But most Christians obviously do not think and have not for two-thousand years thought that Christian ministers had to abide by these regulations. So why did the priests of Israel? The question is the more pressing because no explanation is provided in the text (as, we have found, is so often the case with the regulations of Leviticus.) They may have seemed obvious to the original readers of our text, but they are not so obvious to us.
We are aware, of course, that the Christian ministry of the new epoch is not hereditary as was the Israelite priesthood. It is not passed down from father to son within a particular lineage. Perhaps some of these restrictions listed in chapter 21 were at least to some degree related to the fact that one generation of priests produced the next generation. After all, the background of a priest’s wife would not be known to most Israelites and certainly not observable as the priest went about his work in the tabernacle or temple. That he had to marry a virgin from his own priestly clan at least might have had something to do with preserving the purity of the priestly line. But it is hardly a sufficient explanation for even that, still less of all that we have read here.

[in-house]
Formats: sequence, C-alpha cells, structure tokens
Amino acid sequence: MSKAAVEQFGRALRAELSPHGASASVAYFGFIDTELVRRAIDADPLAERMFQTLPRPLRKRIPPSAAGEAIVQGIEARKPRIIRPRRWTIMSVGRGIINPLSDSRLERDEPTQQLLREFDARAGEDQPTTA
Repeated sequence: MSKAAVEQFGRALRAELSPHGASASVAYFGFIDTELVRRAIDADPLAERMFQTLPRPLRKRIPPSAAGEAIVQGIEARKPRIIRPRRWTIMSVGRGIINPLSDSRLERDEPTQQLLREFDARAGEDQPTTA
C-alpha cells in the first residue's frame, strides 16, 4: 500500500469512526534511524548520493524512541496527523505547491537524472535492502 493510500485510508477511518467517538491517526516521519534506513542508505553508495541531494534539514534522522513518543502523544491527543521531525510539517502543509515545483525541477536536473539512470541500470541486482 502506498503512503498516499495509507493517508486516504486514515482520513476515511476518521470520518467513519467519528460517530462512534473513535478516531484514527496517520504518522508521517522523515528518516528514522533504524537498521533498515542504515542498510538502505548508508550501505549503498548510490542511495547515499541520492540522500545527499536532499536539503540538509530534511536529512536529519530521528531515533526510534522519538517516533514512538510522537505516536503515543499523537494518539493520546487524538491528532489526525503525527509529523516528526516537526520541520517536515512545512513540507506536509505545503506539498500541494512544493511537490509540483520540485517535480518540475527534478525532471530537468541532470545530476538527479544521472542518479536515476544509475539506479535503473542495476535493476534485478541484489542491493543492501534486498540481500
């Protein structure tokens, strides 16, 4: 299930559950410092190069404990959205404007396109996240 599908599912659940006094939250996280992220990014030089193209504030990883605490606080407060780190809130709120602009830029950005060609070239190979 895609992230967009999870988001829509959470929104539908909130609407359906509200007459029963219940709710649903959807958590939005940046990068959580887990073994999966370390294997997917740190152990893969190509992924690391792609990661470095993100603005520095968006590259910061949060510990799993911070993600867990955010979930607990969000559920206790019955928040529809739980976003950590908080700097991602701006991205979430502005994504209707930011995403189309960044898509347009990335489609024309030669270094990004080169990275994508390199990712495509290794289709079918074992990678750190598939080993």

The likely explanation for such requirements as we read here is the rich symbolism of tabernacle and temple worship. We have little difficulty as Christians understanding why the sacrificial animals had to be perfect, why they could not be deformed or damaged in some way. They needed to match the ideal of their type precisely because they were enacted prophesies or types of the perfect sacrifice that was to come. A goat or lamb or bull could not be sinless, to be sure, or sinful for that matter. But it could be ideal in its own way, physically. And to that end we read of the Lord Jesus that he was a lamb without blemish or without spot.